This year marks the 50th anniversary of one of Africa’s greatest bands, Senegal’s Orchestra Baobab. Their epic story begins in the heart of Dakar’s Medina in the late 1960s, and extends across the world and into the 21st century, featuring an extraordinary group of singers and players from across the continent, and encompassing a ground-breaking mix of Afro-Latin styles, international pop, traditional griot music, and an after-dark nightclub ambience of lilting, mellifluous rhythms.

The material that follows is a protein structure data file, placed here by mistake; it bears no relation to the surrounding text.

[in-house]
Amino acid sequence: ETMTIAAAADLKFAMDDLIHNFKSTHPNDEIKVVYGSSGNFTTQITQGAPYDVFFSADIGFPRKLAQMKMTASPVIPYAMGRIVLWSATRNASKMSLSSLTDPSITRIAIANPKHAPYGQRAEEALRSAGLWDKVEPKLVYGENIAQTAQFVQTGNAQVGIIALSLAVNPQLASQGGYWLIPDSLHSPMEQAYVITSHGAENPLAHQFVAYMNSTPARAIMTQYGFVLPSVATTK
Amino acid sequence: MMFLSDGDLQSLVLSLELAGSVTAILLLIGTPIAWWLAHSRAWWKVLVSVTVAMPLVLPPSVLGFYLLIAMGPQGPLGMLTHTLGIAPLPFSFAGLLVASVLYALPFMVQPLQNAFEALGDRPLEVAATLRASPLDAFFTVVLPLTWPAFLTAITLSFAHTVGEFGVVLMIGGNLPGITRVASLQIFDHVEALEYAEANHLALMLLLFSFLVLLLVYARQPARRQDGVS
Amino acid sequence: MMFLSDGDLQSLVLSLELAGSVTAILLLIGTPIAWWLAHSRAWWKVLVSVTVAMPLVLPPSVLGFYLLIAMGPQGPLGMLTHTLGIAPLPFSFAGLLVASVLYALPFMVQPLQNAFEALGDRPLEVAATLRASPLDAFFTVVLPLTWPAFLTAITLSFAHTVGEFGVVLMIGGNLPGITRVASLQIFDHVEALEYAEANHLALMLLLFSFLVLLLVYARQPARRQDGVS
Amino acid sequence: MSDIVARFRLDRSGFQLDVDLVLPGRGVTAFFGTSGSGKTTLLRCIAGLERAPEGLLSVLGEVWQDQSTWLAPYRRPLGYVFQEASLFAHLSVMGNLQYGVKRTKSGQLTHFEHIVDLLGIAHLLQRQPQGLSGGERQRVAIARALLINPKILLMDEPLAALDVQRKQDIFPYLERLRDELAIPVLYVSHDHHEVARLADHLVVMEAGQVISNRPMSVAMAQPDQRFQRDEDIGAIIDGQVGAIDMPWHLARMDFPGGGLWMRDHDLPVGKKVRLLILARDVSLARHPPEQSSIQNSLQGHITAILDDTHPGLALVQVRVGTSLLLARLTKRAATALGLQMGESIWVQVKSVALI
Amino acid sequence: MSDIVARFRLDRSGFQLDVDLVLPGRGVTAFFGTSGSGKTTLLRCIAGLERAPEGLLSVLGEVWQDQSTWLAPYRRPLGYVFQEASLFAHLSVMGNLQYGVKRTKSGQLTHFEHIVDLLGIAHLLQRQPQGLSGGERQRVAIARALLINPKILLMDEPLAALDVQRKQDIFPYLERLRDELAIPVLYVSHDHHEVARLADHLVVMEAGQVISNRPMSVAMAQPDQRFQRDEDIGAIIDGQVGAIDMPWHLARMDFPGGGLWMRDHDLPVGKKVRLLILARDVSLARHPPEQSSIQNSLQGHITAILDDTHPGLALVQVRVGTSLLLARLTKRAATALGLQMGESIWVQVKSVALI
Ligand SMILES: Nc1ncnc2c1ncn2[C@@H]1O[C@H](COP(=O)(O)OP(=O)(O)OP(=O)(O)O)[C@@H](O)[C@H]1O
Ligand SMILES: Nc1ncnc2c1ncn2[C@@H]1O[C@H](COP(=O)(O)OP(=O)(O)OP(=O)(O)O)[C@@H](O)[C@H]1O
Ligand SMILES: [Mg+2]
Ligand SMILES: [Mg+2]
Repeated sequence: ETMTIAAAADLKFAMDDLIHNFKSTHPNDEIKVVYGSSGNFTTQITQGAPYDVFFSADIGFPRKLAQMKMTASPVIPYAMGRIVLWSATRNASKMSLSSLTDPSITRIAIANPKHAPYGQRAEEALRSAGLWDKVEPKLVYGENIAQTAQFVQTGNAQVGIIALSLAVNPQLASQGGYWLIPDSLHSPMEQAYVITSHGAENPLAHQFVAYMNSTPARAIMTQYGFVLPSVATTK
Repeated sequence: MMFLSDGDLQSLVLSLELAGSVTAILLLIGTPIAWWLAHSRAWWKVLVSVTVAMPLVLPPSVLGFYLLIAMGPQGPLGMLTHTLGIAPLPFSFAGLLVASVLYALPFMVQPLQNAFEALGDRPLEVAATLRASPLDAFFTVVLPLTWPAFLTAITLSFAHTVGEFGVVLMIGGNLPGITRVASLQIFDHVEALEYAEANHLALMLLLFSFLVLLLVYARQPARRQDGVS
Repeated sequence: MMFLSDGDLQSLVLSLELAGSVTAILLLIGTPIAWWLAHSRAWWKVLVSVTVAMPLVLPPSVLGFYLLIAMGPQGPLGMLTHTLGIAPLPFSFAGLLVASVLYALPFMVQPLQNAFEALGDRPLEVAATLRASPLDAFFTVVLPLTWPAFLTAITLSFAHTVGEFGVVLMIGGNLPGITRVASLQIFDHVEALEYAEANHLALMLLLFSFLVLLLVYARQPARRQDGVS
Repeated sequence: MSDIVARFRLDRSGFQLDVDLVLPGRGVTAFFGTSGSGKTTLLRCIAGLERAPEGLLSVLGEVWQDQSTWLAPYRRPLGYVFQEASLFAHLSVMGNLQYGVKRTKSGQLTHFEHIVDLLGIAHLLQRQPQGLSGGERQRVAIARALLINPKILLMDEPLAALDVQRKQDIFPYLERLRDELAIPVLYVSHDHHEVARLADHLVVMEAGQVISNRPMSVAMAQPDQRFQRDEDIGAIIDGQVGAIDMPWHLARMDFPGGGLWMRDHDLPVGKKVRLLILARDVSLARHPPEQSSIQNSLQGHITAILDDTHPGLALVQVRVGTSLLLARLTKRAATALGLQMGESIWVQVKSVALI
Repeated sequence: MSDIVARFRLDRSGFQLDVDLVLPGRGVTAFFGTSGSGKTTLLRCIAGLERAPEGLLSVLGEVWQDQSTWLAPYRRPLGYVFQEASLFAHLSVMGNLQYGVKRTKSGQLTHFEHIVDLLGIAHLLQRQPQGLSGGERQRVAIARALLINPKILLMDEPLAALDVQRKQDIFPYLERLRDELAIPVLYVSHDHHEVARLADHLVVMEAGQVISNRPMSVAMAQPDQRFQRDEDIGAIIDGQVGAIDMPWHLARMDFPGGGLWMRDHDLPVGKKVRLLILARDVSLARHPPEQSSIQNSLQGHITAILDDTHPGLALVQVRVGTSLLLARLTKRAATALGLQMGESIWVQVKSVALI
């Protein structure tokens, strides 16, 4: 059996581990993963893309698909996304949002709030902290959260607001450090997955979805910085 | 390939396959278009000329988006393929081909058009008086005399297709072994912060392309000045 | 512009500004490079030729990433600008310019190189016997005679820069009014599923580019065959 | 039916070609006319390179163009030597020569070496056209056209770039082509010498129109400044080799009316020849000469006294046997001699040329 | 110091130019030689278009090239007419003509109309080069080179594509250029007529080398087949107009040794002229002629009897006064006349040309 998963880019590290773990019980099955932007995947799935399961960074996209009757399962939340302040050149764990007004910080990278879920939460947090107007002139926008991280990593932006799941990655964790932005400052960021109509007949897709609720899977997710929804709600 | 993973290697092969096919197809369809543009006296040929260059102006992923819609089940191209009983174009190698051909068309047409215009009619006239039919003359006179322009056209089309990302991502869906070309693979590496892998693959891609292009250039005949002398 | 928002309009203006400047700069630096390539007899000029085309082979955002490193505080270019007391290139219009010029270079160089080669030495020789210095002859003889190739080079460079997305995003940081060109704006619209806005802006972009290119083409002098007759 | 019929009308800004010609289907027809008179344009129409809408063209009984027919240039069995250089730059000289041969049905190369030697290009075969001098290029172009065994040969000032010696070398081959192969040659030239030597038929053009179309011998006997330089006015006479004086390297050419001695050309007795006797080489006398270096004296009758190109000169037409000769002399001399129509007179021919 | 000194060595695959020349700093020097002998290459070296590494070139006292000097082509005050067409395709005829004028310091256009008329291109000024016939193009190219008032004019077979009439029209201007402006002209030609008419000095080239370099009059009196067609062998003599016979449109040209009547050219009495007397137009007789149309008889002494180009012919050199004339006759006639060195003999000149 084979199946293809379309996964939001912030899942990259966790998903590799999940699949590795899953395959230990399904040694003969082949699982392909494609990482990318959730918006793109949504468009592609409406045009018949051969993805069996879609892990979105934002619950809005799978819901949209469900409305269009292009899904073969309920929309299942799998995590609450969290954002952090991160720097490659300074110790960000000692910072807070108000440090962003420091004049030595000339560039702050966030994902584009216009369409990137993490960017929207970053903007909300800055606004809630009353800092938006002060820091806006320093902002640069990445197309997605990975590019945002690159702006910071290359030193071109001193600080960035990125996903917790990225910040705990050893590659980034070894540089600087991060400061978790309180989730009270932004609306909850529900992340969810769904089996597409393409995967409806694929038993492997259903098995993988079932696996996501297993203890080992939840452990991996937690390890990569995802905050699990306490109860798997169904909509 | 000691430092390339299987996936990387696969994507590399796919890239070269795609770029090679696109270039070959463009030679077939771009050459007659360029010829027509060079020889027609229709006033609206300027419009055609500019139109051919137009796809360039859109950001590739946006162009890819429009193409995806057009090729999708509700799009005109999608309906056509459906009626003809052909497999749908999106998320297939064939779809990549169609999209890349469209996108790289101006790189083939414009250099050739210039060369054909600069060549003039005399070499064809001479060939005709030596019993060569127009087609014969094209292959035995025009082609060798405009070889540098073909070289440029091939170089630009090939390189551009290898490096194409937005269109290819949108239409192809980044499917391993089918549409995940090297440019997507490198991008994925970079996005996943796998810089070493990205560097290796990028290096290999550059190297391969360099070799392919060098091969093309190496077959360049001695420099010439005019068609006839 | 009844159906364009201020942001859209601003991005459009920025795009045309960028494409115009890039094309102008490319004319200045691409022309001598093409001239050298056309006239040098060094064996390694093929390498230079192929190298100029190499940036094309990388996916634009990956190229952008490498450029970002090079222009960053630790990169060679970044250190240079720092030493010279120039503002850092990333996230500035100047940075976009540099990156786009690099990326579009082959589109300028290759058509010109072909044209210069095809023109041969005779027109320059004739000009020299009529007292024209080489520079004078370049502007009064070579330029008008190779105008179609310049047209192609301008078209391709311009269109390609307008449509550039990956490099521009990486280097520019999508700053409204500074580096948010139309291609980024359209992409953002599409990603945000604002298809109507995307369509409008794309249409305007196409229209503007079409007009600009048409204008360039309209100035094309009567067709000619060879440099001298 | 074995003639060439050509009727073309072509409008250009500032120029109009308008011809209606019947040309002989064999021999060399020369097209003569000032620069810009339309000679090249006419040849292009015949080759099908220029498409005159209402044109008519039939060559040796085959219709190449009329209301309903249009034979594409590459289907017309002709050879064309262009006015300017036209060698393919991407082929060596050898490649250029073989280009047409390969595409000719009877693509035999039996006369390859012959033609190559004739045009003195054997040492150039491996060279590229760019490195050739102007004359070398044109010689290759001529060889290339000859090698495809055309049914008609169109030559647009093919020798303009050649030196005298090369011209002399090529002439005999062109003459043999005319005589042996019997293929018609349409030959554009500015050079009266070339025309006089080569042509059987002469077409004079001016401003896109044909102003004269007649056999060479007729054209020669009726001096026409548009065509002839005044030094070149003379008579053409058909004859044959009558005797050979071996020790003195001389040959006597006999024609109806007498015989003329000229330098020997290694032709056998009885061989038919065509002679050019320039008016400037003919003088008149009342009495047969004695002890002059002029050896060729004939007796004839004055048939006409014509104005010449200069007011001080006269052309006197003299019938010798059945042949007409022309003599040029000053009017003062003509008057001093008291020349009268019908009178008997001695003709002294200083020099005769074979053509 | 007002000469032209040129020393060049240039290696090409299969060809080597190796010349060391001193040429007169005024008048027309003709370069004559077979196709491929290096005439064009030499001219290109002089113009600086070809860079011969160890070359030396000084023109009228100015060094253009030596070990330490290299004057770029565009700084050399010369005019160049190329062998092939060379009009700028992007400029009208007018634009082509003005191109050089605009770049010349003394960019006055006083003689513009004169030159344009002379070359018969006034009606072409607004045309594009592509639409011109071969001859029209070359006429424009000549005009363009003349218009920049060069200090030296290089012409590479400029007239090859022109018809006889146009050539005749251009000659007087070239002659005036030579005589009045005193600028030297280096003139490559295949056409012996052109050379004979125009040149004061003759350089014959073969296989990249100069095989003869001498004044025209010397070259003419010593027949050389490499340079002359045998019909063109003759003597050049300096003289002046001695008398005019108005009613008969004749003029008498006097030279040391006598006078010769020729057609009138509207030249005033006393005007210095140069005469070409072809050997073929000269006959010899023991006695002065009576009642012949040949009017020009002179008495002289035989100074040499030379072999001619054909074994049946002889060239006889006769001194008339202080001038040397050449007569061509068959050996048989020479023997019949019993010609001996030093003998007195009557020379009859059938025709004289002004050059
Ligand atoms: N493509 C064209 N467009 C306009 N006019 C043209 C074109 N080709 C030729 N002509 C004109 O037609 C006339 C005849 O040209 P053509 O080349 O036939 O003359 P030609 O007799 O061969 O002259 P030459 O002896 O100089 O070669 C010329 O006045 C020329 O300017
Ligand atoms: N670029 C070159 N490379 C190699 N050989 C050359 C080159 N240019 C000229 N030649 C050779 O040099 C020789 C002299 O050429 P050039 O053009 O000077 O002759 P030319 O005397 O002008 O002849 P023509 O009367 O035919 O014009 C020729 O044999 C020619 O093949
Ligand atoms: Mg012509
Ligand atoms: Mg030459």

The band owes their start to the entrepreneurial force that was Ibra Kassé, club owner, impresario and founder of the Star Band, whose residency at Dakar’s Club Miami in the mid 60s made it a notoriously lively joint. Here, Kassé’s house band lit up the night with a music flavoured by new rhythms from around the world, all flowing into Dakar – a modern and cosmopolitan city and one of the great ports of west Africa – from America, Europe, and Cuba, as well as from Senegal’s West African neighbours Ghana, Sierra Leone, Nigeria, Guinea and the Ivory Coast. During this period of cultural convergence, Senegalese traditional music was also being heavily championed and promoted by Léopold Senghor, Senegal’s renowned president, poet and cultural theorist. This eclectic blend of local and international rhythms and styles would all later feed into Baobab’s DNA.